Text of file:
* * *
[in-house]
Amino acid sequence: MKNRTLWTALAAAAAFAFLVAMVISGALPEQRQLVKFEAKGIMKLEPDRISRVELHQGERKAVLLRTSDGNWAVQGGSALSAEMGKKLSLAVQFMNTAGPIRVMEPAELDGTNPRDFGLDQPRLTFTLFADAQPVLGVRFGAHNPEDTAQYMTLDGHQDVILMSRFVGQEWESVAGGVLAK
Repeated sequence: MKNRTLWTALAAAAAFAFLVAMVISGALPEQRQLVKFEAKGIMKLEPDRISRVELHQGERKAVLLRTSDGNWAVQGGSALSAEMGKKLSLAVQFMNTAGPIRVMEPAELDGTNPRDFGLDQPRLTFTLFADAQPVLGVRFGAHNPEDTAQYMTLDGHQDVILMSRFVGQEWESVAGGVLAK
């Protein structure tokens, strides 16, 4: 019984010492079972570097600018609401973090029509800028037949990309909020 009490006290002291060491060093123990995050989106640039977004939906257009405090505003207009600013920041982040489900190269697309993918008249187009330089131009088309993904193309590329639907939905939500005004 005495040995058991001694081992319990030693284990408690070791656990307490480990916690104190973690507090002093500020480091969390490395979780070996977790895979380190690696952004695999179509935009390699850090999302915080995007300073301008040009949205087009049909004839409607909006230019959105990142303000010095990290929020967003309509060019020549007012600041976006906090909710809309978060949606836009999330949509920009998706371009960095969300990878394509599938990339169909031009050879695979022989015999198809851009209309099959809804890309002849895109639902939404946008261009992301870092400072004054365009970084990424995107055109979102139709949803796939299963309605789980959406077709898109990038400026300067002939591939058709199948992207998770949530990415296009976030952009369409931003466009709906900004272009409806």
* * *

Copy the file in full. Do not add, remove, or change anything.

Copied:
[in-house]
Amino acid sequence: MKNRTLWTALAAAAAFAFLVAMVISGALPEQRQLVKFEAKGIMKLEPDRISRVELHQGERKAVLLRTSDGNWAVQGGSALSAEMGKKLSLAVQFMNTAGPIRVMEPAELDGTNPRDFGLDQPRLTFTLFADAQPVLGVRFGAHNPEDTAQYMTLDGHQDVILMSRFVGQEWESVAGGVLAK
Repeated sequence: MKNRTLWTALAAAAAFAFLVAMVISGALPEQRQLVKFEAKGIMKLEPDRISRVELHQGERKAVLLRTSDGNWAVQGGSALSAEMGKKLSLAVQFMNTAGPIRVMEPAELDGTNPRDFGLDQPRLTFTLFADAQPVLGVRFGAHNPEDTAQYMTLDGHQDVILMSRFVGQEWESVAGGVLAK
């Protein structure tokens, strides 16, 4: 019984010492079972570097600018609401973090029509800028037949990309909020 009490006290002291060491060093123990995050989106640039977004939906257009405090505003207009600013920041982040489900190269697309993918008249187009330089131009088309993904193309590329639907939905939500005004 005495040995058991001694081992319990030693284990408690070791656990307490480990916690104190973690507090002093500020480091969390490395979780070996977790895979380190690696952004695999179509935009390699850090999302915080995007300073301008040009949205087009049909004839409607909006230019959105990142303000010095990290929020967003309509060019020549007012600041976006906090909710809309978060949606836009999330949509920009998706371009960095969300990878394509599938990339169909031009050879695979022989015999198809851009209309099959809804890309002849895109639902939404946008261009992301870092400072004054365009970084990424995107055109979102139709949803796939299963309605789980959406077709898109990038400026300067002939591939058709199948992207998770949530990415296009976030952009369409931003466009709906900004272009409806």